I repeat the suggestion of looking at Highbury Fields and Parliament Hill as schools with big ethnic and cultural mixes, with a nurturing atmosphere and very good pastoral care.

Davros Sun 22-Apr-18 10:02:48

I don't think she'd get into Highbury Fields or Parli from Kings X but it might be worth a try. Would you go independent?

AgonyBeetle Sun 22-Apr-18 13:51:47

For y7 admission prob not, but if it’s an in-year application and they have spaces, they have to offer the place to anyone who applies.

Parli def have spaces in y9. Highbury fields is a bit smaller so may be less likely, but it’s still a very mobile population and not an insanely sought-after school, so there’s got to be a good chance.

Ssunshine13 Tue 24-Apr-18 07:47:31

She has problems with the non-white students, apparently. I'm not trying to be racist but most of the kids that have well background (most of them are whites) acted more nicer to her, but they are quite uncommon in the school.
The head of year explained that most of students come from Somali/Bangladesh working class and some of their parents still do traditional culture parenting (arranged marriages, physical disciplines, etc) so it may affect the children mentalities.

Ssunshine13 Tue 24-Apr-18 07:53:51

We thought dd's language skill is enough to engage in conversations with her peers, but in reality we came across some new slang words that are quite difficult to understand at first, also unusual pronounciation/use of word. My dd doesn't swear and was very polite but her environment made her the way she is now so I'm very concerned. I apologize if it sounded racist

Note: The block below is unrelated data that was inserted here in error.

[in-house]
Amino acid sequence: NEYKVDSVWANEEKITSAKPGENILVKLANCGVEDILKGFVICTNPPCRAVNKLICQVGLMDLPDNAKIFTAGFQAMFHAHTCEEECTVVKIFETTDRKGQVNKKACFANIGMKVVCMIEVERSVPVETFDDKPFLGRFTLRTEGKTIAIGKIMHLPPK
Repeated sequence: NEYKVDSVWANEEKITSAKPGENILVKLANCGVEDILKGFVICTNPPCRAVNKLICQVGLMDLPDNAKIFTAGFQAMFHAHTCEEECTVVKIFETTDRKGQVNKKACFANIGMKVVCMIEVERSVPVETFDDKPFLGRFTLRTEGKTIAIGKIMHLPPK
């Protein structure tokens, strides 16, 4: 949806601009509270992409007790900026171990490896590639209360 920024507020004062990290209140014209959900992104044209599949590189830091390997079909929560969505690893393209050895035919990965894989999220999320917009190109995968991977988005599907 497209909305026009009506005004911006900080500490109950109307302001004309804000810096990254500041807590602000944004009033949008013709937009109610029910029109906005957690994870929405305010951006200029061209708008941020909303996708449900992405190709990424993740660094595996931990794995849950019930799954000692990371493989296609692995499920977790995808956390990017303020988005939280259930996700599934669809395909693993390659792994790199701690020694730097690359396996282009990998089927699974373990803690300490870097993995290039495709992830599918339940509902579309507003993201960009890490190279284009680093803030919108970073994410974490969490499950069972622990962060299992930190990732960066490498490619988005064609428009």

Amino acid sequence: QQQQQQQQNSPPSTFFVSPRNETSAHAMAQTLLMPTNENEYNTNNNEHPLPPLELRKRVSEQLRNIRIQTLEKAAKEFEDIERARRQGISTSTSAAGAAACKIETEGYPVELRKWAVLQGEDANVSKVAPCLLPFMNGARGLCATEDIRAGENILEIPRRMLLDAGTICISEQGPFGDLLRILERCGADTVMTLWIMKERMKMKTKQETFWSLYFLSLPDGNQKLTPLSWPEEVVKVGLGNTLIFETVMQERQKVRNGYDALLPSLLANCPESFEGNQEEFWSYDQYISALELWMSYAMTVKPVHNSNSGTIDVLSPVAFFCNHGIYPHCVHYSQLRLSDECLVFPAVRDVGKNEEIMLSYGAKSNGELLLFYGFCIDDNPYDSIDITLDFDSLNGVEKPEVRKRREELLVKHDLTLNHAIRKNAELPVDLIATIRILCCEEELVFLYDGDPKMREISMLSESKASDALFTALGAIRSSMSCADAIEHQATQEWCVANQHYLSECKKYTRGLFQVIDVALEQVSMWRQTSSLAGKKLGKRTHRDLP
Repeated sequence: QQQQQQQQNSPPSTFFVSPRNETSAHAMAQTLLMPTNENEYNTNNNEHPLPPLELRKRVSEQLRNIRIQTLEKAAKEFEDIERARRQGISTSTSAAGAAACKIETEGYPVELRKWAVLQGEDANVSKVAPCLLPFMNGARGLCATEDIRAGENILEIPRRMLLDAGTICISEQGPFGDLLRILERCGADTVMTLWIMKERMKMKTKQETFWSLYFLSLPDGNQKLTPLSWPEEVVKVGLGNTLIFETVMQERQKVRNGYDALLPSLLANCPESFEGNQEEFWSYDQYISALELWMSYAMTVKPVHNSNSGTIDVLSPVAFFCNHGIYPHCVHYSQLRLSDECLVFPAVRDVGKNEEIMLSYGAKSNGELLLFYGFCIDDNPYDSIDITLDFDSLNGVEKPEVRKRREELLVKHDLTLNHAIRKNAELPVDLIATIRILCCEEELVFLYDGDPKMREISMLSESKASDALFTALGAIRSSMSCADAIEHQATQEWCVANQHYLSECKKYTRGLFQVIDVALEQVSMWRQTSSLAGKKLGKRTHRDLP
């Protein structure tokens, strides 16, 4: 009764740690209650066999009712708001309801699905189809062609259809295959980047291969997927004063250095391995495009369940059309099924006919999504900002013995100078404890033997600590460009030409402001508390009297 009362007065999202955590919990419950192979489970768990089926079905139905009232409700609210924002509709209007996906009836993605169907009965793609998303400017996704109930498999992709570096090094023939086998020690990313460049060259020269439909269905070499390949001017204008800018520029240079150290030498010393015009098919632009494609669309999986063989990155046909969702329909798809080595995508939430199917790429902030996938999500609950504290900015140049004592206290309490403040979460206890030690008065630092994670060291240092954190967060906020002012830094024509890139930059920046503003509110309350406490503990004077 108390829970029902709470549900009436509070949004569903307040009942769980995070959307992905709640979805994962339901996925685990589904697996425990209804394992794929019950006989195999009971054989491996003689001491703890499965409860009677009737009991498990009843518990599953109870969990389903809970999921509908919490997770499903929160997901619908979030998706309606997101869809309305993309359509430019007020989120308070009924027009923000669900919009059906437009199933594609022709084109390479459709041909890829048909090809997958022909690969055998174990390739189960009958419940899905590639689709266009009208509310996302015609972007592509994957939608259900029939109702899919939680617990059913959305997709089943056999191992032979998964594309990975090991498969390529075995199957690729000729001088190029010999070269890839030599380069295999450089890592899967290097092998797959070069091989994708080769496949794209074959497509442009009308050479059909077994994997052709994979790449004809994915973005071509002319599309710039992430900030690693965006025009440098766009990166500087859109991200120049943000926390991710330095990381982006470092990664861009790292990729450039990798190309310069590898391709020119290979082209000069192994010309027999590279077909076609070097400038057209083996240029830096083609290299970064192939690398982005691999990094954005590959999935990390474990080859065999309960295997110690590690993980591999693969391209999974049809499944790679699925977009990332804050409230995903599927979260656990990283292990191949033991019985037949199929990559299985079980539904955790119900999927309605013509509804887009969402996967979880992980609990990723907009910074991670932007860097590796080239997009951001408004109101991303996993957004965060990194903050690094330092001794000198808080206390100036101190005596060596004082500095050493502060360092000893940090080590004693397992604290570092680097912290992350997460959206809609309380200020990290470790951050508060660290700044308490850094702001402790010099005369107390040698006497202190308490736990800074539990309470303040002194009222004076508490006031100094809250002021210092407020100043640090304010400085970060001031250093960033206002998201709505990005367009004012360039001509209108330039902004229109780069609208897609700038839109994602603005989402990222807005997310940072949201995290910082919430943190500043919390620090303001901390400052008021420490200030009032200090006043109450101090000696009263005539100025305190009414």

Ssunshine13 Wed 25-Apr-18 06:57:56

I've looked through Parliament and it seems decent. However, the google review said they have narcotic problems? I knew that some of google reviews are untrue but this would be a great deal if it is.

AgonyBeetle Wed 25-Apr-18 10:32:30

I've looked through Parliament and it seems decent. However, the google review said they have narcotic problems? I knew that some of google reviews are untrue but this would be a great deal if it is.

I've had two children go through this school (one currently in Y9) and have not heard a whisper about this. Like all inner-London schools they have their share of dc from difficult backgrounds, but the extent of drug-taking my dc have encountered has been limited to a few rebels drinking and/or smoking on the Heath after school.

It's very much an environment where girls of all personality types who want to do well at school can thrive.